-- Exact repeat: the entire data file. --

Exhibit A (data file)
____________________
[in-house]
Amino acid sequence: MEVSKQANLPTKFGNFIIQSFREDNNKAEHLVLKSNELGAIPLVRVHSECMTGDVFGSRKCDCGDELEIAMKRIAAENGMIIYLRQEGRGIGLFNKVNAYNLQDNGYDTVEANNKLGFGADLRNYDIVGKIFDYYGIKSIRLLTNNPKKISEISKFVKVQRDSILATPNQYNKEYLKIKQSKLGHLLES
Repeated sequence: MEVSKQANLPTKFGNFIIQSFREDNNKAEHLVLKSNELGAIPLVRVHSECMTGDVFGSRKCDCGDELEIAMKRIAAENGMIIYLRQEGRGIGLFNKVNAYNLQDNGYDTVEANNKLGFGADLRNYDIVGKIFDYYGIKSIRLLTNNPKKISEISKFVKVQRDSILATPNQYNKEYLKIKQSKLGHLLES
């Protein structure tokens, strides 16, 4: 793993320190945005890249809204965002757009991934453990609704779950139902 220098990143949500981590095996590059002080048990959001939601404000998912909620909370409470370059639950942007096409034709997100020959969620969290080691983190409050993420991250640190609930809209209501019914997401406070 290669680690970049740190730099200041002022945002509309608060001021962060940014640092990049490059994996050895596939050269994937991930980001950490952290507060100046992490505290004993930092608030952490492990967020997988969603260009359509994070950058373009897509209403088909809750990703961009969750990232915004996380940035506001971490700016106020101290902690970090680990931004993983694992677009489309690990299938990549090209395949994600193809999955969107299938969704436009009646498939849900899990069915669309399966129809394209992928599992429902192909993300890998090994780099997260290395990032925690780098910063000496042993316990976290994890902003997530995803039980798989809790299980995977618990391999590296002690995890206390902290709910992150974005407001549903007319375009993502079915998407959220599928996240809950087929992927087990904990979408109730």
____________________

[in-house]
Amino acid sequence: MEVSKQANLPTKFGNFIIQSFREDNNKAEHLVLKSNELGAIPLVRVHSECMTGDVFGSRKCDCGDELEIAMKRIAAENGMIIYLRQEGRGIGLFNKVNAYNLQDNGYDTVEANNKLGFGADLRNYDIVGKIFDYYGIKSIRLLTNNPKKISEISKFVKVQRDSILATPNQYNKEYLKIKQSKLGHLLES
Repeated sequence: MEVSKQANLPTKFGNFIIQSFREDNNKAEHLVLKSNELGAIPLVRVHSECMTGDVFGSRKCDCGDELEIAMKRIAAENGMIIYLRQEGRGIGLFNKVNAYNLQDNGYDTVEANNKLGFGADLRNYDIVGKIFDYYGIKSIRLLTNNPKKISEISKFVKVQRDSILATPNQYNKEYLKIKQSKLGHLLES
């Protein structure tokens, strides 16, 4: 793993320190945005890249809204965002757009991934453990609704779950139902 220098990143949500981590095996590059002080048990959001939601404000998912909620909370409470370059639950942007096409034709997100020959969620969290080691983190409050993420991250640190609930809209209501019914997401406070 290669680690970049740190730099200041002022945002509309608060001021962060940014640092990049490059994996050895596939050269994937991930980001950490952290507060100046992490505290004993930092608030952490492990967020997988969603260009359509994070950058373009897509209403088909809750990703961009969750990232915004996380940035506001971490700016106020101290902690970090680990931004993983694992677009489309690990299938990549090209395949994600193809999955969107299938969704436009009646498939849900899990069915669309399966129809394209992928599992429902192909993300890998090994780099997260290395990032925690780098910063000496042993316990976290994890902003997530995803039980798989809790299980995977618990391999590296002690995890206390902290709910992150974005407001549903007319375009993502079915998407959220599928996240809950087929992927087990904990979408109730």